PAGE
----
Mindful

As teachers and parents we often find ourselves rushing about with our minds focused on getting things done: getting the kids dressed and out the door, getting through that important math lesson so our students will do well on the standardized test, etc. This goal orientation keeps our attention focused on the future rather than the present.

As a result, when a child needs our attention, we often perceive this need as an interruption. “Not now, honey. I need to finish this first” “I can’t get through this lesson when people are talking.” Depending upon the level of pressure, we may feel frustrated, even angry. We may loose our cool, especially if we feel our job is on the line. However, we rarely consider how our reaction is experienced from the child’s perspective.

Children live in the present moment more than adults. Especially young children are much more process-oriented than goal-oriented. They have a very different perception of time so it may be very difficult for them to understand our goal orientation. From their perspective, it may feel that we don’t care about their needs when we brush them off.

When our students or children express the need to communicate, they are expressing a need to be heard, a need to connect. It’s not necessarily the content but the process that’s important. It only takes a moment to communicate that you are truly listening but it involves bringing our wholehearted attention to the child. Being fully present, in the moment, with an open heart and an open mind communicates the message, “I am here for you.”

In our CARE for Teachers program, a mindfulness-based professional development program for teachers developed at the Garrison Institute, we hear stories of how this practice of mindful listening can dramatically improve teacher-student relationships. We teach a simple practice that we learned from Dr. Tobin Hart, psychology professor at the University of West Georgia.

5-Step Mindful Listening Practice

  1. Teachers choose a student in their class whose behavior confuses them in some way.
  2. They tell this student that they are taking a class, they have an assignment and they need their help.
  3. The assignment is to sit down with the child at a relaxed time and ask a series of fairly mundane questions such as, “What’s your favorite TV show?” and “Do you have any pets?”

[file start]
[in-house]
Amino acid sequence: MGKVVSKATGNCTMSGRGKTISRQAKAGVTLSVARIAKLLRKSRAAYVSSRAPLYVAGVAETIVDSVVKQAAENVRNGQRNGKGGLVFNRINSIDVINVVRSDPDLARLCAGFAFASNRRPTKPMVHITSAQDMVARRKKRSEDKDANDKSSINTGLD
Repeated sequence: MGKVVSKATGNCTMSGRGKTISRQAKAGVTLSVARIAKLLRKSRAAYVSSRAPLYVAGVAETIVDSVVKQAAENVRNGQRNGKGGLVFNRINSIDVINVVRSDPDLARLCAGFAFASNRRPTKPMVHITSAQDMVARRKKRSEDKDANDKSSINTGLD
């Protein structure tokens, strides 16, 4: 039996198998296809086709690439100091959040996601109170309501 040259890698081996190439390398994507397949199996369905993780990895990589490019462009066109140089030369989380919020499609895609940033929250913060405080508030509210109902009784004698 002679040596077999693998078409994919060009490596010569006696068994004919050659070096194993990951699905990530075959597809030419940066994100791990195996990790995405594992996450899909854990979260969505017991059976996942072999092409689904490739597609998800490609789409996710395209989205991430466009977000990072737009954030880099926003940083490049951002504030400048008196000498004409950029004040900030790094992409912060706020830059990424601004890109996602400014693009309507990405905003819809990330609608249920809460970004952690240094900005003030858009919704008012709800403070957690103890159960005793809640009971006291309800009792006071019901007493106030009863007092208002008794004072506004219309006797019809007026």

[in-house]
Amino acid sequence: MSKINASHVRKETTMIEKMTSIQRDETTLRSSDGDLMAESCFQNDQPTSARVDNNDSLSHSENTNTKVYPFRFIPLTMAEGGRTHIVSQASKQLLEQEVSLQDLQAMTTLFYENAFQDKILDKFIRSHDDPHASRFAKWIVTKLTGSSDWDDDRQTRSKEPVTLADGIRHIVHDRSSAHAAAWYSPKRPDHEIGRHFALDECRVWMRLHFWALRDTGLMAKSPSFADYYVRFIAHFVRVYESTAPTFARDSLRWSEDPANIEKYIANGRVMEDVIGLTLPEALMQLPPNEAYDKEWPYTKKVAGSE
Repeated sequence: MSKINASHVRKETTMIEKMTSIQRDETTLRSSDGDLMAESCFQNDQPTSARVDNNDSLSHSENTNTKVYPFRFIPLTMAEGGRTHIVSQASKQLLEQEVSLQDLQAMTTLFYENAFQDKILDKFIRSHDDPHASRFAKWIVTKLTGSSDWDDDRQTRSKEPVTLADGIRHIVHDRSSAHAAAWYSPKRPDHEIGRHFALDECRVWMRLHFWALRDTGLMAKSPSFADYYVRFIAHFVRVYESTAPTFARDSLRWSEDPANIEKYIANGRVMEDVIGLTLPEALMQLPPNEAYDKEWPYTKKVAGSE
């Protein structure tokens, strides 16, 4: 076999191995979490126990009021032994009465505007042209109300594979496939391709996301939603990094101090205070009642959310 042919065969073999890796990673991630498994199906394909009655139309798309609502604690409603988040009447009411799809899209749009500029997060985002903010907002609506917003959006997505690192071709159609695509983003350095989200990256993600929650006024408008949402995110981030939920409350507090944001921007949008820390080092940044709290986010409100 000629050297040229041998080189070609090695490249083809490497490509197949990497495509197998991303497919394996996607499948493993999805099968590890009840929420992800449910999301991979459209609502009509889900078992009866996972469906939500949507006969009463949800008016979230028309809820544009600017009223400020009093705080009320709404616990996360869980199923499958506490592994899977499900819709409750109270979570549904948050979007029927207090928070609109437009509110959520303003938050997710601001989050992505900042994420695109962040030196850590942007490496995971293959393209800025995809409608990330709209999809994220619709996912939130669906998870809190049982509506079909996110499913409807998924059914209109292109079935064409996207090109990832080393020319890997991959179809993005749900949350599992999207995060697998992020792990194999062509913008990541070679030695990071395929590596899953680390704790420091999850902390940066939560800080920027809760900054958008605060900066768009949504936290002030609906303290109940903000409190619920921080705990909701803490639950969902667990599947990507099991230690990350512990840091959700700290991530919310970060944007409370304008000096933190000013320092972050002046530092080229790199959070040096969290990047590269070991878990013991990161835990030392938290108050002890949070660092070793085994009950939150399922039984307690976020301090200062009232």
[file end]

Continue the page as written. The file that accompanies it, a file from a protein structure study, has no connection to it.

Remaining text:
4. As the teacher asks the questions, she listens mindfully with wholehearted attention and carefully writes down the answer to each question.
  5. After she’s finished, she thanks the child for his or her help.

This exercise has produced dramatic changes in students and teacher-student relationships. For example, one kindergarten teacher chose a child who had not said a word in her class. Not only did the child not talk, she had not spoken a word for the whole previous school while in Head Start pre-K. Thinking that this child wouldn’t respond to questions, at first the teacher thought she shouldn’t choose her for this exercise. But, she decided to give it a try anyway. Astonishingly, the little girl started to talk. She became animated and even gregarious.

The teacher was taken aback by this sudden change in the child. After this simple exercise, the little girl began to speak to classmates and parent volunteers during class. “What did you do to make her talk?” asked one surprised parent. “I just gave her my full attention,” answered the teacher.

Imagine how long it might have taken for this child to speak had this teacher not taken the time to give her the gift of wholehearted attention!

 

The Future of Education: Mindful Classrooms

The Three-Second Pause In the Classroom

Tish Jennings

Patricia Jennings, Ph.D., is associate professor at the University of Virginia Curry School of Education. Her acclaimed research explores how teacher stress affects the classroom environment and student learning. She is the author of Mindfulness for Teachers: Simple Skills for Peace and Productivity in the Classroom.

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